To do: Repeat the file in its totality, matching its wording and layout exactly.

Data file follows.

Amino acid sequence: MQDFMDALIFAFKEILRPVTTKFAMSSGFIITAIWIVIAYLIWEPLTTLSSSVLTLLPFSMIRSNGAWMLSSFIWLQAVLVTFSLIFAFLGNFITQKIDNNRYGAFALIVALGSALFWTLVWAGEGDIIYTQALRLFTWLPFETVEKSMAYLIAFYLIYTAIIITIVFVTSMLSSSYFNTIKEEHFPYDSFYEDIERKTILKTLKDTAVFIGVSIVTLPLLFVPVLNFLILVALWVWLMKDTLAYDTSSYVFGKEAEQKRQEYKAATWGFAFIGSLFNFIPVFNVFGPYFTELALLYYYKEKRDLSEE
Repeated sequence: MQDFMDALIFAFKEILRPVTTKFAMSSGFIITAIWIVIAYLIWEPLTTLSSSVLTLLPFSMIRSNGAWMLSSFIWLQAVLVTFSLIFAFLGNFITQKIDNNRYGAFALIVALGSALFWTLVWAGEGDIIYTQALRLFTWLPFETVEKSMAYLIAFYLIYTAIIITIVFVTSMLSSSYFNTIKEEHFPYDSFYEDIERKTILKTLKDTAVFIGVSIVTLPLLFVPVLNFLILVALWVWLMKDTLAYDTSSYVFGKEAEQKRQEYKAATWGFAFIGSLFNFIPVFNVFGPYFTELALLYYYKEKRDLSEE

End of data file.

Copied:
Amino acid sequence: MQDFMDALIFAFKEILRPVTTKFAMSSGFIITAIWIVIAYLIWEPLTTLSSSVLTLLPFSMIRSNGAWMLSSFIWLQAVLVTFSLIFAFLGNFITQKIDNNRYGAFALIVALGSALFWTLVWAGEGDIIYTQALRLFTWLPFETVEKSMAYLIAFYLIYTAIIITIVFVTSMLSSSYFNTIKEEHFPYDSFYEDIERKTILKTLKDTAVFIGVSIVTLPLLFVPVLNFLILVALWVWLMKDTLAYDTSSYVFGKEAEQKRQEYKAATWGFAFIGSLFNFIPVFNVFGPYFTELALLYYYKEKRDLSEE
Repeated sequence: MQDFMDALIFAFKEILRPVTTKFAMSSGFIITAIWIVIAYLIWEPLTTLSSSVLTLLPFSMIRSNGAWMLSSFIWLQAVLVTFSLIFAFLGNFITQKIDNNRYGAFALIVALGSALFWTLVWAGEGDIIYTQALRLFTWLPFETVEKSMAYLIAFYLIYTAIIITIVFVTSMLSSSYFNTIKEEHFPYDSFYEDIERKTILKTLKDTAVFIGVSIVTLPLLFVPVLNFLILVALWVWLMKDTLAYDTSSYVFGKEAEQKRQEYKAATWGFAFIGSLFNFIPVFNVFGPYFTELALLYYYKEKRDLSEE